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  • Writer's pictureLouie Monteith


“But what things were gain to me, these I have counted loss for Christ.” (Phil 3:7)

Identity theft. Big thing these days. People can take your personal information and make purchases that look like you made them. Calls to the bank. Arggghhh!! What a hassle to clear up.

What about you? Where is your identity? In your job? Your children? Your boyfriend or girlfriend? Your Harley? Your education? Your looks? Your home? Whether good things or bad things, all things are temporary. They can be stolen, lost, expire, move on, grow up, rust, wrinkle, or rot.

Where should we put our identity? In the Lord! Why? Because . . . “The grass withers, the flower fades, but the word of our God stands forever." (Isa 40:8)

Ask Paul. His identity used to be in a lot of things. “ . . . If anyone else thinks he may have confidence in the flesh, I more so: 5 circumcised the eighth day, of the stock of Israel, of the tribe of Benjamin, a Hebrew of the Hebrews; concerning the law, a Pharisee; 6 concerning zeal, persecuting the church; concerning the righteousness which is in the law, blameless. (Phil 3:4-6)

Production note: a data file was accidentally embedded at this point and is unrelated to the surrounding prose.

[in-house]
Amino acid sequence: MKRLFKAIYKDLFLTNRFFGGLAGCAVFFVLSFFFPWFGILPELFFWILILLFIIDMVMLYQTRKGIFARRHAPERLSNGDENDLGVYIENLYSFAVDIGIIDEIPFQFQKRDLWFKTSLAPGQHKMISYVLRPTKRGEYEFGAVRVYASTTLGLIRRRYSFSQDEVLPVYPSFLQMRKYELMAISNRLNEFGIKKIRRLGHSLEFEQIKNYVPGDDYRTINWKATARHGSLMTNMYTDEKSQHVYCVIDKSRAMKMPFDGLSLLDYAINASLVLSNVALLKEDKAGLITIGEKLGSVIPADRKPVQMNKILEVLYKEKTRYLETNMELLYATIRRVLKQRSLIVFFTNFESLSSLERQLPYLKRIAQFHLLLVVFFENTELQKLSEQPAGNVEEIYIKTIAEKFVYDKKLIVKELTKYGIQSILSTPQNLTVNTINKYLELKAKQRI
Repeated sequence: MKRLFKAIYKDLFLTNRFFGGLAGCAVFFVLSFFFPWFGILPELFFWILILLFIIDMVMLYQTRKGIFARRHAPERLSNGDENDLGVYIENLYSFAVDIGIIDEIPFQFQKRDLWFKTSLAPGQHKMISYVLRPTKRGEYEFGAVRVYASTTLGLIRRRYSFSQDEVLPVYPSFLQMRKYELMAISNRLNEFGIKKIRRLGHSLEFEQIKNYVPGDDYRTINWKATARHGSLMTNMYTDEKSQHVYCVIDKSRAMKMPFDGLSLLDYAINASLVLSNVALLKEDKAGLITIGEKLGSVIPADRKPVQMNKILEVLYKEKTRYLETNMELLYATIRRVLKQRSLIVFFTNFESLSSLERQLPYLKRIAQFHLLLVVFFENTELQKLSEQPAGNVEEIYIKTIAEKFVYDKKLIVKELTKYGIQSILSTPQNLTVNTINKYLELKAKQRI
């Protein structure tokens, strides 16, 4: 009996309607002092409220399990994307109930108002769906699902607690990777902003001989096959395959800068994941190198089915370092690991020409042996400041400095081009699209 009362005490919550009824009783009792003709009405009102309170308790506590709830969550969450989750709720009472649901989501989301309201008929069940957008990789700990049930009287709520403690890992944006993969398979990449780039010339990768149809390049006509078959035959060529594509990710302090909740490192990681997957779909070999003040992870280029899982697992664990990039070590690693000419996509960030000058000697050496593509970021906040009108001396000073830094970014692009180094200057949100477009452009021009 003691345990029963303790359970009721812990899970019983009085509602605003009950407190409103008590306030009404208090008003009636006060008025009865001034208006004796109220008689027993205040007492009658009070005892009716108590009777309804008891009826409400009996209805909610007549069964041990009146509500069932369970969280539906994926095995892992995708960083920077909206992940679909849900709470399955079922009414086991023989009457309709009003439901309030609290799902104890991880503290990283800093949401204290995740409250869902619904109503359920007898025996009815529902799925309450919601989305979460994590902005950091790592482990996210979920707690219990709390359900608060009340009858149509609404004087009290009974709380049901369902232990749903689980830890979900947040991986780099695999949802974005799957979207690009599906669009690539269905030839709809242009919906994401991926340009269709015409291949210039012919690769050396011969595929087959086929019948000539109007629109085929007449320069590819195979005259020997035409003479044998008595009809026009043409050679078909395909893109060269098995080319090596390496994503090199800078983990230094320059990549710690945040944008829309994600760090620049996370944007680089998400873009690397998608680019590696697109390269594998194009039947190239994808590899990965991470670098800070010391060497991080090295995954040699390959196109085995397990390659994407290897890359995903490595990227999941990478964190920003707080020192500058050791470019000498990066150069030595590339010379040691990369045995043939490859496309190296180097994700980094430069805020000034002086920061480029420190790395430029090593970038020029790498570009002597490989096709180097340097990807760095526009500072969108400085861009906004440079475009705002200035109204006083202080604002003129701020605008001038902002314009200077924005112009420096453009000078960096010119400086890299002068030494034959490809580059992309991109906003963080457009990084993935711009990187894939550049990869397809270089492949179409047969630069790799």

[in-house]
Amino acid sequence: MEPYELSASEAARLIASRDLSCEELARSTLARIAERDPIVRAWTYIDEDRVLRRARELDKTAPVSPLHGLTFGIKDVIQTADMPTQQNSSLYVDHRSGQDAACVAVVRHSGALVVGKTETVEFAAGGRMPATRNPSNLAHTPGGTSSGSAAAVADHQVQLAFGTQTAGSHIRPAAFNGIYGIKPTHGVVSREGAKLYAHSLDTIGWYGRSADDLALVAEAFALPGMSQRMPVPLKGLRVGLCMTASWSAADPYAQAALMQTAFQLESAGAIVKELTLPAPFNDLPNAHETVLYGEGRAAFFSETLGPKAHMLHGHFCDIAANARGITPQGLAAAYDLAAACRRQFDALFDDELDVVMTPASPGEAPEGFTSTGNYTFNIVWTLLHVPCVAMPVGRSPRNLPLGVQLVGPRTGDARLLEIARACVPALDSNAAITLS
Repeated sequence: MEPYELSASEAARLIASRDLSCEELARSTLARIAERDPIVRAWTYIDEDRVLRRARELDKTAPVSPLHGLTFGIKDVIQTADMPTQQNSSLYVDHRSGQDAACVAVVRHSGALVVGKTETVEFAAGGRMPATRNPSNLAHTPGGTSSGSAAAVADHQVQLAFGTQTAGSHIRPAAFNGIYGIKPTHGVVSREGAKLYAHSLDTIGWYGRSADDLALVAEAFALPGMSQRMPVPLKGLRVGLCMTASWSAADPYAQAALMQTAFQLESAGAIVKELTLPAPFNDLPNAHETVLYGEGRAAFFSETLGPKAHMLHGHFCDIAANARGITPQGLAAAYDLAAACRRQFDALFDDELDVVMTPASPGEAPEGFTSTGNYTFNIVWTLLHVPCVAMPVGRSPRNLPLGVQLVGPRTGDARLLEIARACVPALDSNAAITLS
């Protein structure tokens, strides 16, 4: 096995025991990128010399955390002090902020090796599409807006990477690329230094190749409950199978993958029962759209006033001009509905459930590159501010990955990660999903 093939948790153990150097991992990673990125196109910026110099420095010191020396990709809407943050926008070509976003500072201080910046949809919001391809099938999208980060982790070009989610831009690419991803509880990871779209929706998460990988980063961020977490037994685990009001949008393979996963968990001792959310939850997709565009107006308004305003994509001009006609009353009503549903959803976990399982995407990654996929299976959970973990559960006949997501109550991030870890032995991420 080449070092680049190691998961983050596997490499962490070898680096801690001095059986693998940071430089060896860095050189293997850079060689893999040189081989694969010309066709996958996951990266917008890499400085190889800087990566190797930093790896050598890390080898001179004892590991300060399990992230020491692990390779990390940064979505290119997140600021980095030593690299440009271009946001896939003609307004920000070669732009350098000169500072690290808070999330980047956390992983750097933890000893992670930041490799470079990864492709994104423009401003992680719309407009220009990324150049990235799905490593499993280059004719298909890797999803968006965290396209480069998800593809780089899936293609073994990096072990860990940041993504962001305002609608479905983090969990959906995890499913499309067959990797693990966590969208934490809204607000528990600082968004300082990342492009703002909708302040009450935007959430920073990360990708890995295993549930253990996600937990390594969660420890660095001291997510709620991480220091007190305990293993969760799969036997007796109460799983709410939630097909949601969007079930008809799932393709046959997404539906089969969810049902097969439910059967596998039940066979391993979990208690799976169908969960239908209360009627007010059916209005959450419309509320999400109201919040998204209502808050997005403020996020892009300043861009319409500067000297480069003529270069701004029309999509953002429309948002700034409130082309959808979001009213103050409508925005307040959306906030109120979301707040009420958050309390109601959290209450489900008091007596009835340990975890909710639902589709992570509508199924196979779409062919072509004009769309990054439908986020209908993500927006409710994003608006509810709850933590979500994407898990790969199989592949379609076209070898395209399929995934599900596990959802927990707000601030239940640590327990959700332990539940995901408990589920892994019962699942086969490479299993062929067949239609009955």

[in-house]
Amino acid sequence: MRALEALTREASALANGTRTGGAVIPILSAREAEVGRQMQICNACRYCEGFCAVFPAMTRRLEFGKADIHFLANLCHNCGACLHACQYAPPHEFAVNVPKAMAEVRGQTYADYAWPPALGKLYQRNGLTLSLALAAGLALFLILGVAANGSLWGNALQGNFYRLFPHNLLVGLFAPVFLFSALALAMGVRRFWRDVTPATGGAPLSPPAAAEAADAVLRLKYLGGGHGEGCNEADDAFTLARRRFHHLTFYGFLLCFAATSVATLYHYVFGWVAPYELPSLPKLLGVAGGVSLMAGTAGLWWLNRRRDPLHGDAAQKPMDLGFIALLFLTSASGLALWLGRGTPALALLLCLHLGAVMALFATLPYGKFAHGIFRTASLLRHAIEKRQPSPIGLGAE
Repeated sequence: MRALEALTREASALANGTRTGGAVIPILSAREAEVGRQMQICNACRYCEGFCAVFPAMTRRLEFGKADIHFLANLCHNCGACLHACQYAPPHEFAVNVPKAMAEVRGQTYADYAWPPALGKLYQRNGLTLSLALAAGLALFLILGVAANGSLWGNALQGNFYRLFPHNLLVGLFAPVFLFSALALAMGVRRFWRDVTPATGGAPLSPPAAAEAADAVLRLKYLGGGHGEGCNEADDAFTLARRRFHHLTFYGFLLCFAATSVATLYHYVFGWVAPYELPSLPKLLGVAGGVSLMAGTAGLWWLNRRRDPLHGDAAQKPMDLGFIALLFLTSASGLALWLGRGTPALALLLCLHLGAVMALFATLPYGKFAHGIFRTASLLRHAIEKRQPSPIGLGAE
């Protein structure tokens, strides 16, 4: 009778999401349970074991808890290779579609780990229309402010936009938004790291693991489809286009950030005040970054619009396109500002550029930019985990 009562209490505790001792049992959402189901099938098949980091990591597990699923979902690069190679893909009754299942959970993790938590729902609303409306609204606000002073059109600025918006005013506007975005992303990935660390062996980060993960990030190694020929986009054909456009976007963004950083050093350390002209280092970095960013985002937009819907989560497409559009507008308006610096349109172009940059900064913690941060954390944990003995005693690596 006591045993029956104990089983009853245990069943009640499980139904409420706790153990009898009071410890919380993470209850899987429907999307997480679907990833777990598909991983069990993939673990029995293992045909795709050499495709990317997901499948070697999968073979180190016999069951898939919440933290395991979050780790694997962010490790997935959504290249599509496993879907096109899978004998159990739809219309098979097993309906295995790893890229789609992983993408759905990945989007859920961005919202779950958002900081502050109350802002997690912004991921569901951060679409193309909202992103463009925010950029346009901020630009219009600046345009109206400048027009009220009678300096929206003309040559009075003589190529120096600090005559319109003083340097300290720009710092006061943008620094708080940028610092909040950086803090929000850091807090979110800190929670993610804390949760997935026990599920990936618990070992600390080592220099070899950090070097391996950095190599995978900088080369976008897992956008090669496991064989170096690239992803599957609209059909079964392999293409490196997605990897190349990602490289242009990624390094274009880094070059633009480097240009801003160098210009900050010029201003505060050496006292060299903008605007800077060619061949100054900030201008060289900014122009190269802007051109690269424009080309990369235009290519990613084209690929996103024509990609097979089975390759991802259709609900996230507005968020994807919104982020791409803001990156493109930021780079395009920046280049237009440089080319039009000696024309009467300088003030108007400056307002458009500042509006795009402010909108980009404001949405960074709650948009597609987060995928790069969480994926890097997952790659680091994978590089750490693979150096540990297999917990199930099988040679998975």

But even he experienced identity theft. Here’s how he got over it “ . . . But what things were gain to me, these I have counted loss for Christ. 8 Yet indeed I also count all things loss for the excellence of the knowledge of Christ Jesus my Lord, for whom I have suffered the loss of all things, and count them as rubbish, that I may gain Christ. (Phil 3:7-8)

Paul’s identity was now in Christ, not in the things of this world. As a prisoner with nothing to boast of he stood erect in court and boldly proclaimed to King Agrippa . . . "I would to God that not only you, but also all who hear me today, might become both almost and altogether such as I am, except for these chains." (Acts 26:29) Imagine saying that in prison garb and chains with an uncertain future ahead of you.

If you lost all that was important to you, could you say the same? You would if your relationship with Christ was your complete identity. That, my friend, can never be stolen.



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